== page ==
When we look back at baseball off-seasons, everything makes sense. In hindsight, a team’s past moves can even seem inevitable.
Jake Arrieta to the Phillies, Lorenzo Cain to the Brewers and Eric Hosmer to the Padres. Nope, there’s nothing surprising about those deals a year later.
That’s not how it plays out as an off-season unfolds in real time, though. More realistically, teams are constantly weighing multiple paths ahead to remain as nimble as possible. We see the final product, but not the dozens of alternative roadmaps that also earned serious consideration.
For example, the Blue Jays added the likes of Aledmys Diaz, Yangervis Solarte, Curtis Granderson and Jaime Garcia last winter, yet they could just as easily have ended up with another combination of players – say Cesar Hernandez, Jonathan Villar, Carlos Gonzalez and CC Sabathia.
As the 2018-19 off-season begins, not even Ross Atkins knows which possible path the Blue Jays will end up taking. And with 29 rival teams making moves and hundreds of free agents trying to find the right home, all kinds of outside variables could have a significant impact on Toronto’s plans, too.
In particular, these four questions around baseball could shape the Blue Jays’ path ahead…
Will sellers flood the starting pitching market?
If Cleveland and Seattle really are willing to listen to trade offers on star players, then teams looking for pitching will have that much more selection. Corey Kluber, Carlos Carrasco, Trevor Bauer and James Paxton all have top-of-the-rotation potential, creating options for pitching-needy teams like the Astros, Braves, Nationals, Dodgers and Angels.
For the Blue Jays, there’s at least one way in which this influx of arms is less than ideal. Marcus Stroman and Aaron Sanchez are theoretically trade chips this winter, but they weren’t nearly as effective as Kluber, Carrasco, Bauer and Paxton in 2018, so the presence of those names on the trade market might reduce the leverage of the Toronto front office.
Are Orioles and Cherington a match?
Now that the Giants have hired Canadian executive Farhan Zaidi from the Dodgers, the Orioles are the lone team without a baseball operations leader in place. Ben Cherington has interviewed for the Baltimore job, according to Joel Sherman of the New York Post, and on paper the Blue Jays vice president of baseball operations certainly seems like a realistic fit for the Orioles.
Cherington led the 2013 Red Sox to a World Series title and his work in Boston helped develop the core of players that won another championship in 2018, so it’s hardly surprising to see him drawing interest. But not every job has appeal to Cherington, who withdrew from consideration for the Mets and Giants openings, according to Ken Rosenthal of The Athletic. At the time, Rosenthal wrote that Cherington “remains interested in becoming a GM again in right situation (and) wants to build an organization from ground up.”
Enter the Orioles. Not only did they lose 115 games last year, their farm system’s thin and they have historically ignored Latin American talent. That sure sounds like an organization that needs to be built from the ground up.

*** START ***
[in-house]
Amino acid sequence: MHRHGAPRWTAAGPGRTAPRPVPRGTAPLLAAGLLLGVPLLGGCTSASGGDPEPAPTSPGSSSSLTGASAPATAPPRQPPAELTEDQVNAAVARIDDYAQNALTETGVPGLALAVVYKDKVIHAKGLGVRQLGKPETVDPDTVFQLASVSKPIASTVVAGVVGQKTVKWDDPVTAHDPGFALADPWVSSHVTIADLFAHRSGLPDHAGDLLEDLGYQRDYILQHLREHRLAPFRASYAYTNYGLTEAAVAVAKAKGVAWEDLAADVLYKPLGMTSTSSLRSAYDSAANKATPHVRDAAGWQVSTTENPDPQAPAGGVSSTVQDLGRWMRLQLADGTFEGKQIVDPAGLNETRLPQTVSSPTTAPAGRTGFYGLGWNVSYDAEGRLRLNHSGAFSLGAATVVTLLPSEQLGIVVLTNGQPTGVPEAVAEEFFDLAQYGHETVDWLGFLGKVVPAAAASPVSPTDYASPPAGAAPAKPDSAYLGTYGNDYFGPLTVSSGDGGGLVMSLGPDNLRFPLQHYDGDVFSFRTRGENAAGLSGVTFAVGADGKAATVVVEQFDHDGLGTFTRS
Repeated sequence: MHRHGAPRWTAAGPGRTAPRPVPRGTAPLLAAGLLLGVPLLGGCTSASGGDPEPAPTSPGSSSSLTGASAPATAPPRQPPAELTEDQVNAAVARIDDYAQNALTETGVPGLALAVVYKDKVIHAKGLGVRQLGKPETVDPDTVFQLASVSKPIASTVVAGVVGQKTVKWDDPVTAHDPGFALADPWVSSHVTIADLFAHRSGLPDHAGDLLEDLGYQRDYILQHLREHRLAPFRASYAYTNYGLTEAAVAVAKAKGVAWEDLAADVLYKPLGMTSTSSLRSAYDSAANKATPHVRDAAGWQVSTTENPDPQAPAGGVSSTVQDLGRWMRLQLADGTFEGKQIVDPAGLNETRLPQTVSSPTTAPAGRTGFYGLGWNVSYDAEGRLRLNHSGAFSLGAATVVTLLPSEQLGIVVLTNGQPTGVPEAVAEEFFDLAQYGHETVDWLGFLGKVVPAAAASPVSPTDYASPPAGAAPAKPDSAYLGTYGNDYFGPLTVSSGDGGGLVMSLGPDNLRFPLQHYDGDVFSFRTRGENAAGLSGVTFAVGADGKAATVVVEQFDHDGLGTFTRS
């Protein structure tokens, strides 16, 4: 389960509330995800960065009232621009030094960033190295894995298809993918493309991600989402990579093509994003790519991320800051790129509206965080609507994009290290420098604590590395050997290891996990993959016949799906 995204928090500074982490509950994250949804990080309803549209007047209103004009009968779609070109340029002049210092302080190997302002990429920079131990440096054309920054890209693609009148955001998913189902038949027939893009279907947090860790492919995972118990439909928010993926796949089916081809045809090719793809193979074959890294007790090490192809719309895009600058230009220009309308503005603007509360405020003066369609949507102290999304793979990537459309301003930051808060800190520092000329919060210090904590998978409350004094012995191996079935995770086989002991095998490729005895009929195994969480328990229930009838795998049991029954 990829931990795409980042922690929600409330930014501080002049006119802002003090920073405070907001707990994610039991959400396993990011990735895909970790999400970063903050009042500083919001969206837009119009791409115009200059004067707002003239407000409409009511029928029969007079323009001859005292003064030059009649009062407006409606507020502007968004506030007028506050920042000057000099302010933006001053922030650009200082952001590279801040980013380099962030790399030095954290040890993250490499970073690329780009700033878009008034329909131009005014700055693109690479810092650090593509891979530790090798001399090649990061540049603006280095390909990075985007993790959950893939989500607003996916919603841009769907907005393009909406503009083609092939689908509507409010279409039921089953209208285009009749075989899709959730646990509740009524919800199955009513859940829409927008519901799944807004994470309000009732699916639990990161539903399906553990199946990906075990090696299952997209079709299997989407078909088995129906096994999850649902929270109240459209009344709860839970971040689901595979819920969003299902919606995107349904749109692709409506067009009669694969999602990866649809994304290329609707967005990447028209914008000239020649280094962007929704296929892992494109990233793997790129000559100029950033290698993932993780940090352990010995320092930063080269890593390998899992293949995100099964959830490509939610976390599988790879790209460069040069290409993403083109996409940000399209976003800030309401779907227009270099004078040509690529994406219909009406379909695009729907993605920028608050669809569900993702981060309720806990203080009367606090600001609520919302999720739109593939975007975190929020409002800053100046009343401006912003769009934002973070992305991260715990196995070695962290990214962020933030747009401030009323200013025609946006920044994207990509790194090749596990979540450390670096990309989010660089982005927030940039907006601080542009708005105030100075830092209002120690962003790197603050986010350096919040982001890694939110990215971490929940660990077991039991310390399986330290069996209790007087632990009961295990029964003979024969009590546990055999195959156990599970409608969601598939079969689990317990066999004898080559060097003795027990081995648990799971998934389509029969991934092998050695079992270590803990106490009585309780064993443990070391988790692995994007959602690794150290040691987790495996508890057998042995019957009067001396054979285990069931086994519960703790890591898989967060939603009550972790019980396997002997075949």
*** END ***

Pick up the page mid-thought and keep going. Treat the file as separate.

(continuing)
If Cherington leaves, the Blue Jays will be impacted on a couple of levels. Short-term, they’d lose someone from their executive inner circle, an organizational leader in player development along with Gil Kim. Not good. And long-term? Cherington’s track record suggests he could turn the Orioles around and make an already tough AL East that much tougher.
Will Blue Jays have to wait for catching market to develop?
One scenario the Blue Jays have contemplated involves trading Russell Martin as a way of clearing playing time for rookies Danny Jansen and Reese McGuire. A few teams look like possible suitors for the 35-year-old, who’s still a skilled receiver capable of getting on base.
That said, it’s possible the Blue Jays will have to wait for interested teams to exhaust other options first. With J.T. Realmuto on the trade market, it stands to reason that clubs like the Astros and Braves will begin their searches by calling the Marlins. Until clarity emerges – either with a trade involving Realmuto or the realization that asking prices in Miami are uncomfortably high – it’s tough to see teams like Houston and Atlanta making a move for Martin.
Realmuto is far from the only catcher available, as Yasmani Grandal, Martin Maldonado and Wilson Ramos are all free agents. Each of those catchers has the potential to eliminate a potential Martin suitor, too.
How will rebuilding teams take the next step?
It’s been well established by now that the Blue Jays aren’t spending big on top free agents like Bryce Harper and Manny Machado. Call it the Blue Flu or call it prudence, the approach is not about to change. They’re rebuilding now, and prefer to wait before making a massive free agent commitment.
Other rebuilding teams plan to be more aggressive, however. The White Sox, Reds and Padres are among the teams that are reportedly willing to spend big in the aftermath of losing seasons.
Their efforts will be worth monitoring for the Blue Jays’ front office. Even though this winter will likely be quiet in Toronto, that could theoretically change a year from now when the likes of Xander Bogaerts, Nolan Arenado, Anthony Rendon, Marcell Ozuna, Nicholas Castellanos, Yasiel Puig, Zack Wheeler, Gerrit Cole and Chris Sale hit free agency. In the meantime, the Blue Jays might learn something by watching the White Sox, Reds and Padres chase high-end free agents.